When I started my career as a band director in the mid-2000s, I stepped into my classroom equipped with the typical tools and experiences of a first-year teacher — coding was definitely not in my toolkit. When it became clear that our music program was going to need a custom website, I volunteered to figure out how to make it happen. With a copy of Dreamweaver and a collection of “For Dummies” books on basic languages of the web, I hacked together a site to fit our needs. That experience hooked me on coding, and as my teaching career progressed, I added coding as a regular tool in my toolkit and continued to refine my skills over time.
There are many paths and potential timelines to learning how to code. For each person, it is likely a very unique journey framed by the context and constraints of their professional and personal life. If you come from a non-technical background, it may seem intimidating or far-reaching, and you likely have no idea where to start. Eventually I made a career change to web development, and I’d like to share seven key insights I gained along the way.
1. Choose a course of study
The resources available for learning how to code are vast, and many folks in the community are quite welcoming. If you are interested in web development, there are so many options that you may become overwhelmed with choices. As a former educator with experience in planning curricula, I look at course content with a close eye. The following questions drive my enrollment decisions when comparing options.
Is there a portion of the coursework that is project-based? Building holistic projects of varying scale is the bedrock for skill-based learning. Create an open-source repository on Github or Gitlab, and contribute your code every step of the way so you can share your progress with others.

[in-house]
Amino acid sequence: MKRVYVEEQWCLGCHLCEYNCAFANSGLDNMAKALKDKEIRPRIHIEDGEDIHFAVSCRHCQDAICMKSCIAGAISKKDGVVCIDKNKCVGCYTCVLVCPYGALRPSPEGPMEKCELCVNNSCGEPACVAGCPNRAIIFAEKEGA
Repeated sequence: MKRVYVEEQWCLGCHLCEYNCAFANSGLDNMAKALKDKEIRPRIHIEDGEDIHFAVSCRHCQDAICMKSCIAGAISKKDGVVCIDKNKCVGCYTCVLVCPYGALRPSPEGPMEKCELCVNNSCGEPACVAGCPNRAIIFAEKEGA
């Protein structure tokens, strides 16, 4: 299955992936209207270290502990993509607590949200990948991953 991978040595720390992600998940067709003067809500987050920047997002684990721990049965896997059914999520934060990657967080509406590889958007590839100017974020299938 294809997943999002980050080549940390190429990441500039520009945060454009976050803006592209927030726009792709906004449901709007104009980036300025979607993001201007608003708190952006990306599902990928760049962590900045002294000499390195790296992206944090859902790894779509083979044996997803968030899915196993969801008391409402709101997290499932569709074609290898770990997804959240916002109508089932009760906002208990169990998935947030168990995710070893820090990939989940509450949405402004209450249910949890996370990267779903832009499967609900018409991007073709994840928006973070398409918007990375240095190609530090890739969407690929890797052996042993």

Is there a balance between coding along with the instructor and working independently? If you are just coding along, you may not be getting the conceptual understanding that comes from solving the problems on your own.
Does the course structure and content appear to be up to date? If the course hasn’t been updated recently, you may run into some frustration with the examples not working as expected.
Is there a syllabus (or equivalent) and is it organized consistently? You want to make sure that your time is spent learning the skill rather than trying to find resources.
Does the instructor provide some kind of forum for accessing help, or even better, one-on-one mentoring? Asking for help when you get stuck with a coding error is an important skill that should be facilitated.
This is certainly not an exhaustive list of characteristics, and the more courses you take, the more in tune you will become with your own learning style. If you are evaluating a long-term program like a coding bootcamp or some form of continuing education, I would also recommend seeking feedback from former students of those programs to make sure it sounds like a good fit.
2. Find a mentor, be a mentor